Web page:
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Interview With Author Christy Nicholas Ireland Mythical, Magical, Mystical A Guide to Hidden Ireland
Do you find your-self drawn to the magic of the Em-erald Isle? Would you like to see places beyond the typical tourist traps? Come, join me on a journey through the mists of legend, into the hidden places of mystery. Immerse yourself in the legend and myths, the history that has made this island precious in the hearts and minds of millions. Along with the tales and history, there is practical information on planning your trip, budgeting your costs, and finding the best places to while away the magical hours of your holiday.
The Magical Facet The Fair Folk
Everyone has heard of fairies, of creatures with supernatural powers to curse, to bless, to find gold, or to cause mischief. Literature and art is full of them from Shakespeare to contemporary artists Amy Brown or Jasmine Beckett-Griffith. Western culture, especially in the US, is bred on Disney’s Tinker Bell, children’s books of flower fairies from Victorian artists, and grim tales of the darker side of these Fae folk.
In Ireland, fairies, known as the Sídhe (pronounced shee) or the Good Folk, originate from the Tuatha Dé Danann, the people who immigrated to the island before the Sons of Míl. Supposedly full of powers, the Tuatha Dé Danann could not bear to be near iron, and therefore their superior skills were for naught. Rather than leave the land they loved, they agreed to reside below the earth. For this reason, caves are said to be entrances into their underworld homes. Traces of this legend can be seen in the classic film, Darby O’Gill and the Little People, where Darby is led under a mountain to the Fairy King’s palace.
Ireland has countless portals, be they hills, hawthorn trees, caves, wells, or other sacred places.
A more Christianized origin of these creatures claim they are angels which fell to Earth before humans resided there. They live beneath the waves or gardens, and while some are evil, others can be helpful as long as they are treated with respect.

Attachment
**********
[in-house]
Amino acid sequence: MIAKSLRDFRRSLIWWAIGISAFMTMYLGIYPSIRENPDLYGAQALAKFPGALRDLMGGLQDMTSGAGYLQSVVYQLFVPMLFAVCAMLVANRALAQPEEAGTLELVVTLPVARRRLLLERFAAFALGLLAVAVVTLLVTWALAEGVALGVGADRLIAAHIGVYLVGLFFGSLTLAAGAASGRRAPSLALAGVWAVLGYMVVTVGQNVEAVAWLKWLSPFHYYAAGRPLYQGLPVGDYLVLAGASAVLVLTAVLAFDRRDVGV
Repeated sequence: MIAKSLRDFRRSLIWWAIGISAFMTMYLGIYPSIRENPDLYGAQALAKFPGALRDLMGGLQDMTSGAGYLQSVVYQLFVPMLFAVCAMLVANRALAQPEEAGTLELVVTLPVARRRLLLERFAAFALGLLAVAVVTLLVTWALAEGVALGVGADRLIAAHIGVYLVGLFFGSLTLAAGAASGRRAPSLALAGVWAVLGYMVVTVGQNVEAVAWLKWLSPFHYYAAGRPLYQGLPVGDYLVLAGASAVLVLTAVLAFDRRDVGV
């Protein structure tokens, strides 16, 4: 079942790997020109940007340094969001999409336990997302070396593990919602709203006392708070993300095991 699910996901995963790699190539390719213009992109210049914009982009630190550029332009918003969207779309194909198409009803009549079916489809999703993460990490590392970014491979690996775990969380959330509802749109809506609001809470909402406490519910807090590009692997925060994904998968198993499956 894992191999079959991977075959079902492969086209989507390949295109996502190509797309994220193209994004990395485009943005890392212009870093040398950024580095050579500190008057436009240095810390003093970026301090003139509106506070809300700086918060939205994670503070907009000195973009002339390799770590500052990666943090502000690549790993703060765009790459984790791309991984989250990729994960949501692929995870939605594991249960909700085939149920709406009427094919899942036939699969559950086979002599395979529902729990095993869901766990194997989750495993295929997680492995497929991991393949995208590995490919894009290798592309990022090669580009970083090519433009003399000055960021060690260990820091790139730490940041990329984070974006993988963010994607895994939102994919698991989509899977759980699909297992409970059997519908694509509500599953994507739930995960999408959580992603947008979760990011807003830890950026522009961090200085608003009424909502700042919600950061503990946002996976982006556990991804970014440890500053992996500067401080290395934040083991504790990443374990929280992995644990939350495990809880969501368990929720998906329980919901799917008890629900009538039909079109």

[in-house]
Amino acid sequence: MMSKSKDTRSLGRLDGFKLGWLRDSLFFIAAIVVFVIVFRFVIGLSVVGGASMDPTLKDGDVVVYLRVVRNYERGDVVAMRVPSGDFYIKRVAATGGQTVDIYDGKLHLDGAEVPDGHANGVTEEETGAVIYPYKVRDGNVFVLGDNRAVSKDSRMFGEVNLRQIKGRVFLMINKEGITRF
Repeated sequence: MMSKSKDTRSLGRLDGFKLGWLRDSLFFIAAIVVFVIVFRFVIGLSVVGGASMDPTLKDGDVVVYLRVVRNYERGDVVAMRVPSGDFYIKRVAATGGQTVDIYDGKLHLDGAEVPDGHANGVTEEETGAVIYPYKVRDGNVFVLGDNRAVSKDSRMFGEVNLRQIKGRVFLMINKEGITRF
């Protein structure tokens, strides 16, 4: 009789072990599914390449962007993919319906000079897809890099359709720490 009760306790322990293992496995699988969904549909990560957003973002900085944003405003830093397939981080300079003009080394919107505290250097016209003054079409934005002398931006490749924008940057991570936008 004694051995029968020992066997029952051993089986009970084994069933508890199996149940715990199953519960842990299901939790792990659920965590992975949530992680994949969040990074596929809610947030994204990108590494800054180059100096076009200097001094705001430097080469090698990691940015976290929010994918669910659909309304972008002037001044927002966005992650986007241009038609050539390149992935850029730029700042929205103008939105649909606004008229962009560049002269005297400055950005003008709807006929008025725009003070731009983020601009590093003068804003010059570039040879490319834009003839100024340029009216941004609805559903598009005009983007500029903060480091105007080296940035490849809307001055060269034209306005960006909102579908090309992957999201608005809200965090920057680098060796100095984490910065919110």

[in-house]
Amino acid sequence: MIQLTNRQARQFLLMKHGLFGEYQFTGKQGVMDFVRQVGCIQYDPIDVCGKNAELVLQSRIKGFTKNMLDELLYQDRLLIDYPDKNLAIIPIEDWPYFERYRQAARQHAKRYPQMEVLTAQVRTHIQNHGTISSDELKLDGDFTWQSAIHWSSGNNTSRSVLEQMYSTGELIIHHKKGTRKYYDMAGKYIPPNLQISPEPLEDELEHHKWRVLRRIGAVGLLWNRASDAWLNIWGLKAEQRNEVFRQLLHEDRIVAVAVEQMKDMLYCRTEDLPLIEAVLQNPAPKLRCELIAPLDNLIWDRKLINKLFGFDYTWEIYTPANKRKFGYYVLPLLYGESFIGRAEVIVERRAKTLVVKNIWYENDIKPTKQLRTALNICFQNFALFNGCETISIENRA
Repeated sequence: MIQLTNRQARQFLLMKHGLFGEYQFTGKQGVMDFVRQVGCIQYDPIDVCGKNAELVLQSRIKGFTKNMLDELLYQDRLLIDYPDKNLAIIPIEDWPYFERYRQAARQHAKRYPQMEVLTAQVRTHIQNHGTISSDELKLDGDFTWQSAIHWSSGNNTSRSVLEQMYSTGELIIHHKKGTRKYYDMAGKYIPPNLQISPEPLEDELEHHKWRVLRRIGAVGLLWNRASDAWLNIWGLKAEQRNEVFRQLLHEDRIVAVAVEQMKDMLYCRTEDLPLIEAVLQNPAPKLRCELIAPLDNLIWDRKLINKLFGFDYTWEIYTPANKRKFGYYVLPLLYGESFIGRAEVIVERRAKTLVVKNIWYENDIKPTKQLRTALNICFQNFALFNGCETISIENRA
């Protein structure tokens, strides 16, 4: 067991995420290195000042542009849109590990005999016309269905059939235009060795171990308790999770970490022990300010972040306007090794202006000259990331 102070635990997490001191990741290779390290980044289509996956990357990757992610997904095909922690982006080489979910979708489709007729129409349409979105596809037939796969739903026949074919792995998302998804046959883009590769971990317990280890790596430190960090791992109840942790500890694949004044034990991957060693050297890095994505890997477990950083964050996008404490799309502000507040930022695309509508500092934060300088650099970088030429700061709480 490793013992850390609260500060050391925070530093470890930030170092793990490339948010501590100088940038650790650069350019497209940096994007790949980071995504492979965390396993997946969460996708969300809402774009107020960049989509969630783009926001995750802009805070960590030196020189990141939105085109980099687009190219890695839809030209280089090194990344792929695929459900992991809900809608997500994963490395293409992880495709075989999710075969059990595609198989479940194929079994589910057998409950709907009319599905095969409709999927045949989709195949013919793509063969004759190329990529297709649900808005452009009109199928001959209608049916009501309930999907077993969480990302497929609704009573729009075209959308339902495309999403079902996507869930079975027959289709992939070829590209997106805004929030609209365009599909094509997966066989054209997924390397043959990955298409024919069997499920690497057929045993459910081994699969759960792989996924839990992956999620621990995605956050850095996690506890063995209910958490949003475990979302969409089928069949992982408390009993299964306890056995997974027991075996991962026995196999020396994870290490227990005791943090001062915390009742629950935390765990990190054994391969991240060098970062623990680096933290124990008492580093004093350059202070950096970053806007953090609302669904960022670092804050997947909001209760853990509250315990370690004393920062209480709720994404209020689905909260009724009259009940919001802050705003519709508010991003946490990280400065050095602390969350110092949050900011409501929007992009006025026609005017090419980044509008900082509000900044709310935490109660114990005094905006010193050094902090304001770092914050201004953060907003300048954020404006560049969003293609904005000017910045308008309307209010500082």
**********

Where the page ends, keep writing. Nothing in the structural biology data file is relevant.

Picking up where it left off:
While many modern legends show the fairies to be sweet, kind, magical creatures, this is really a Victorian creation. The traditional views in Ireland and Scotland show the Sídhe to be mischievous to the point of cruelty a force to be reckoned with. They are not sought out by the wise. In fact, most of the herb and spell lore of an almost forgotten era is meant to instruct how to keep you from coming to the Folks’ attention.
What is the book about?
My book is about Ireland – some myth and history, a bit about the land, culture, people and beliefs, some planning tips on making your own journey, and a huge section of hidden places to find. Oh, and lots of photographs!
When did you start writing the book?
In May 2011, after I returned from my fourth trip to Ireland.
How long did it take you to write it?
About a year and a half. I didn’t have a publisher until I was finished, so I left it for long periods of time.
Where did you get the idea from?
I had always written trip reports from each vacation, and I had written an article on planning a trip there. I had also self-published a couple photojournals of my trips, so this seemed like the logical next step towards professional travel writing.